The following is excerpted from an online article posted by MedPage Today.
According to a new study, eating disorders in teen girls doubled during the pandemic, and increases were also seen in anxiety disorders, ADHD, and depression.
Among teenage girls, the prevalence of anxiety disorders, attention deficit-hyperactivity disorder (ADHD), depression, and eating disorders all increased, with the prevalence of diagnosed eating disorders more than doubling, from 0.26% in March 2020 to 0.36% in October 2020 and 0.56% in March 2022, reported Loreen Straub, MD, of Brigham and Women’s Hospital and Harvard Medical School in Boston, and colleagues.
“Female youth, especially female adolescents, represented the most vulnerable population with regard to marked increases in the prevalence of MH [mental health] diagnoses during the pandemic, the most pronounced being the prevalence of eating disorders,” the authors wrote in a research letter published in JAMA Network Open.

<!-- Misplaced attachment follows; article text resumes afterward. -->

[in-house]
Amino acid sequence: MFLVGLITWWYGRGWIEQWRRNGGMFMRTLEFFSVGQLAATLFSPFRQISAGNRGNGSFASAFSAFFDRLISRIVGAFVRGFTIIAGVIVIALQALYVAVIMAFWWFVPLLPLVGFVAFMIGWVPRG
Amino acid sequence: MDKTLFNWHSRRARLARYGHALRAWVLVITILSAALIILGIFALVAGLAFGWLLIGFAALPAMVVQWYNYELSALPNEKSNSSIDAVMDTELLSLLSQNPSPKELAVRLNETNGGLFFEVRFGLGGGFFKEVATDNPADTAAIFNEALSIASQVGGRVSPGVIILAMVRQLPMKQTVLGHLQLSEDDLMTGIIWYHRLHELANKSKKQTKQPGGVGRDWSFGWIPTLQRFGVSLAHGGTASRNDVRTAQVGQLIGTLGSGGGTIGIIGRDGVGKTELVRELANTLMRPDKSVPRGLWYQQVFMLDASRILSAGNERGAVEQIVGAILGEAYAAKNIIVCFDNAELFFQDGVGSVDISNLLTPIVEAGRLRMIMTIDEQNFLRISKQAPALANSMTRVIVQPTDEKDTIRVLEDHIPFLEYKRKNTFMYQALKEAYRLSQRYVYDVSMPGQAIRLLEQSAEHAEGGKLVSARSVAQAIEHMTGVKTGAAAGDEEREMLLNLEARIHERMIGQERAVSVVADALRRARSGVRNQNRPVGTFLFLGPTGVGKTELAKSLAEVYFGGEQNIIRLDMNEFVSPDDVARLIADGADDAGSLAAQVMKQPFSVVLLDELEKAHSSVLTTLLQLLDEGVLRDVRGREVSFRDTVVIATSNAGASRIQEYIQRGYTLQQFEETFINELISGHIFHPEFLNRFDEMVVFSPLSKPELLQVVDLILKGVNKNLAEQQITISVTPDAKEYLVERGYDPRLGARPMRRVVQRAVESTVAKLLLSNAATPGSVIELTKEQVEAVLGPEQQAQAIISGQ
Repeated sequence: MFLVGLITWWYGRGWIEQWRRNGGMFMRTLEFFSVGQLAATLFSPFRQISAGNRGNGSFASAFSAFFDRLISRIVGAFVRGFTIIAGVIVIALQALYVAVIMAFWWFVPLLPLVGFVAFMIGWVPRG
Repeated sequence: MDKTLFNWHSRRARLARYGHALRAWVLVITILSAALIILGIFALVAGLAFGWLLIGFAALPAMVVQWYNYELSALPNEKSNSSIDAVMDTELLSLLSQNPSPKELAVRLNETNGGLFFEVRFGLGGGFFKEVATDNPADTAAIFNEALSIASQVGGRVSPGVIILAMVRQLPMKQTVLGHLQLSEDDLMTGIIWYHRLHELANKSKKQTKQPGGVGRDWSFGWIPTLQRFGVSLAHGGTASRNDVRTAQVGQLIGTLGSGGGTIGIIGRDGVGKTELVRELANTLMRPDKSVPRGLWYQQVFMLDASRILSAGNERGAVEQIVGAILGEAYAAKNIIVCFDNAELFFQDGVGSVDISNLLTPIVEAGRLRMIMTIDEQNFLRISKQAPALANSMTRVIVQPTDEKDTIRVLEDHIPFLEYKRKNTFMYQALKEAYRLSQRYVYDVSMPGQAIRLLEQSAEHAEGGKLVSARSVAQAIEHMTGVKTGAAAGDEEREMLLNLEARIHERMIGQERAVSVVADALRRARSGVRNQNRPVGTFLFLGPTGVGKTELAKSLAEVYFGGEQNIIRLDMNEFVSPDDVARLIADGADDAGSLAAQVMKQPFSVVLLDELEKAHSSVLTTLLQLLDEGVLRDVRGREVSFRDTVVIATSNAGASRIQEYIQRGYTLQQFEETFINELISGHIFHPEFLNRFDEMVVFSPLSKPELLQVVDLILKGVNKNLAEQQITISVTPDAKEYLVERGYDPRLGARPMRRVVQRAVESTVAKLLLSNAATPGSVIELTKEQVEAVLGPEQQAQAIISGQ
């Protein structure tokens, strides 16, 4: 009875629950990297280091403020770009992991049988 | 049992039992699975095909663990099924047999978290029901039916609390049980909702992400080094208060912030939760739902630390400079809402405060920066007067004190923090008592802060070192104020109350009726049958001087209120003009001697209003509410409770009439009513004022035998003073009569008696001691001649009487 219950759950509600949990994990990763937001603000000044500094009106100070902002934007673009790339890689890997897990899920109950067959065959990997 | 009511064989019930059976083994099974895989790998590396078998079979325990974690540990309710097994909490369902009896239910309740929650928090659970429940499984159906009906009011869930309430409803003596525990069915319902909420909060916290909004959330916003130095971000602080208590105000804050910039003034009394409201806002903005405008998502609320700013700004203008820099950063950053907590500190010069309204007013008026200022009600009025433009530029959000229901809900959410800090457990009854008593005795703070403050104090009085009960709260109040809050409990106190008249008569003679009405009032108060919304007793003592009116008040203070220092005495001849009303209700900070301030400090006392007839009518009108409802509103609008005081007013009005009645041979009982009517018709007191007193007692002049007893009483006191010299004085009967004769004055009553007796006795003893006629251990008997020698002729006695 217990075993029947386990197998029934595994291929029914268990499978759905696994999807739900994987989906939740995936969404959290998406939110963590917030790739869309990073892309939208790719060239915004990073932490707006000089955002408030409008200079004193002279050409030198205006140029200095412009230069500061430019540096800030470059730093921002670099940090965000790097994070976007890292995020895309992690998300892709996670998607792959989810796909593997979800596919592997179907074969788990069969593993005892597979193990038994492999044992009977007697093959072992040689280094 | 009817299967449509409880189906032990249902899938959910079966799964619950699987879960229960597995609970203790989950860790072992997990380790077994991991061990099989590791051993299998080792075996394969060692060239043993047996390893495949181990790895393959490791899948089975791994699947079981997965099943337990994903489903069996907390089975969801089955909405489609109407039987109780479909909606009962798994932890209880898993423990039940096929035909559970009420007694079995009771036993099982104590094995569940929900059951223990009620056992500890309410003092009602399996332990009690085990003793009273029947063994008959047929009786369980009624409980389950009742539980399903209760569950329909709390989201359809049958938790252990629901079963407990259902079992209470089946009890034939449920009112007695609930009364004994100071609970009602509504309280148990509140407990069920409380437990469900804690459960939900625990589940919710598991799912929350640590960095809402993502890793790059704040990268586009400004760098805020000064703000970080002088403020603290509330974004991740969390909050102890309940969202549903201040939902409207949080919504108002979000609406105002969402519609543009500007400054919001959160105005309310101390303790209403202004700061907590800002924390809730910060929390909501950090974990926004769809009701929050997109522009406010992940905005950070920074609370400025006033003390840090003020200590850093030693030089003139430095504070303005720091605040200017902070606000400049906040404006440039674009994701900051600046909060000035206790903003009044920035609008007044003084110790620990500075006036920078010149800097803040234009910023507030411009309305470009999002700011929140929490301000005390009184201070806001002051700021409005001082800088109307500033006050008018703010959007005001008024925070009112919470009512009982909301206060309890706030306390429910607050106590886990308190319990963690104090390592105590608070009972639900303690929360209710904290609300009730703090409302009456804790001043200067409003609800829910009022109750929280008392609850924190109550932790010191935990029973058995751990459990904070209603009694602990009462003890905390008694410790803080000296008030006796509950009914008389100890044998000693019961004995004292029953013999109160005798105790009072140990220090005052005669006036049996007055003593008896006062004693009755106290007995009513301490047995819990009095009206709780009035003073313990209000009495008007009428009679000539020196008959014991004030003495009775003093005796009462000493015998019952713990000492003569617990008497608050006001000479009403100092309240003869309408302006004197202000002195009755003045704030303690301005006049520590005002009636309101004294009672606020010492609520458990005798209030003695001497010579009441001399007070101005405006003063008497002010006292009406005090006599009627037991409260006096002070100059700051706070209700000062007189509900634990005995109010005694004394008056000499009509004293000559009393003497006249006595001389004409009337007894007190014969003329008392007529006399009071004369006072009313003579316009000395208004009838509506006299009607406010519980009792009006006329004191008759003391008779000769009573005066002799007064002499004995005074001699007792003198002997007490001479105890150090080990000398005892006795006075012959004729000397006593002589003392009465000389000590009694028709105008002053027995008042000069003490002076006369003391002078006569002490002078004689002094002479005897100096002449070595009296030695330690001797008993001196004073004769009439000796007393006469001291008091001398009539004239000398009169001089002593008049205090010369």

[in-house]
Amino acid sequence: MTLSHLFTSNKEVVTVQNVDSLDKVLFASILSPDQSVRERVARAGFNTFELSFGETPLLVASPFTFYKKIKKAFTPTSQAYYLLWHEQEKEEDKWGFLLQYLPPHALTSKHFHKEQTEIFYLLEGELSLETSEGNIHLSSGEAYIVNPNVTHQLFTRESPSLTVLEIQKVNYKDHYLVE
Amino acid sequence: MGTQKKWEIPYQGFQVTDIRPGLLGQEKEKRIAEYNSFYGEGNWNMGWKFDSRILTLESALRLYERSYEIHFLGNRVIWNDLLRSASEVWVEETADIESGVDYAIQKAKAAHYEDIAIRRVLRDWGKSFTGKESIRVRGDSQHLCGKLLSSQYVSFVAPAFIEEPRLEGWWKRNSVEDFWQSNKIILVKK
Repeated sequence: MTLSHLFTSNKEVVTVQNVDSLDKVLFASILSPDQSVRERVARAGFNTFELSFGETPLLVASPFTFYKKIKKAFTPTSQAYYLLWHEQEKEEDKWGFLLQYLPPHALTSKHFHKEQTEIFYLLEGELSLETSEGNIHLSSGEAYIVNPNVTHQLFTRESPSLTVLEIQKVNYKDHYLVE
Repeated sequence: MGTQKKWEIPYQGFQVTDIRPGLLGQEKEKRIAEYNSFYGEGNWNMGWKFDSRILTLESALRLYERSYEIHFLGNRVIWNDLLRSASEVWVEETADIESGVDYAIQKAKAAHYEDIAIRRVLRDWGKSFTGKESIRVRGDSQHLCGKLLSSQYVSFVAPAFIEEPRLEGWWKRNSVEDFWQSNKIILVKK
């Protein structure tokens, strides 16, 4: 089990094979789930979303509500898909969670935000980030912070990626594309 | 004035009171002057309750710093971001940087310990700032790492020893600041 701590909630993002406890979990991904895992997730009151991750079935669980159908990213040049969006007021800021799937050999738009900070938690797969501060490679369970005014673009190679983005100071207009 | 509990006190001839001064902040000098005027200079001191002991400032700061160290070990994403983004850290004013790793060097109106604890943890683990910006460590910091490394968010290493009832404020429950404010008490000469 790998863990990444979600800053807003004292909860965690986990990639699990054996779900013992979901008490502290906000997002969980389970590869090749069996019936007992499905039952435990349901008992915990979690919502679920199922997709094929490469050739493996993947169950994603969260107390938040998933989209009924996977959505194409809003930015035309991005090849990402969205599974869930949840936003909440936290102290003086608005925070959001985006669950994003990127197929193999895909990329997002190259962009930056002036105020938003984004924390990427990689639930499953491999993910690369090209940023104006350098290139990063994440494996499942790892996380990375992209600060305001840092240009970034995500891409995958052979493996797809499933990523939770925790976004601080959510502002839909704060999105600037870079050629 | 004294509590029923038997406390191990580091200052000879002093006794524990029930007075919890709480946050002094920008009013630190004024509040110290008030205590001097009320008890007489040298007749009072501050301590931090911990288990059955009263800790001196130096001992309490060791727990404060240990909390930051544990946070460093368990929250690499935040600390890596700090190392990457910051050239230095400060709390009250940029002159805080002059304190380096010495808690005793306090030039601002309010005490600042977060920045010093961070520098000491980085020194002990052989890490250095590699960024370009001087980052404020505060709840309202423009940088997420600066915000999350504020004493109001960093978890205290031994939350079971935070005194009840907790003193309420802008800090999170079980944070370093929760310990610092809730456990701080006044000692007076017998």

Asked what could be behind the rise in mental health diagnoses, Straub said she and her colleagues could only speculate. The pandemic disrupted nearly everyone’s daily routines, increased social isolation and financial strain on families, and reduced healthcare access. Among younger people in particular, it led to a “general lack of structure” that may also have been a contributor, she added.
In all, about 1.7 million youths contributed data to each calendar month; 440,722 were girls ages 6 to 12, 410,373 were girls ages 13 to 18, 461,331 were boys ages 6 to 12, and 426,358 were boys ages 13 to 18.
One limitation to the study was that it included only commercially insured youths; therefore, “patterns might look different” for publicly or uninsured populations, Straub said.
Source: MedPage Today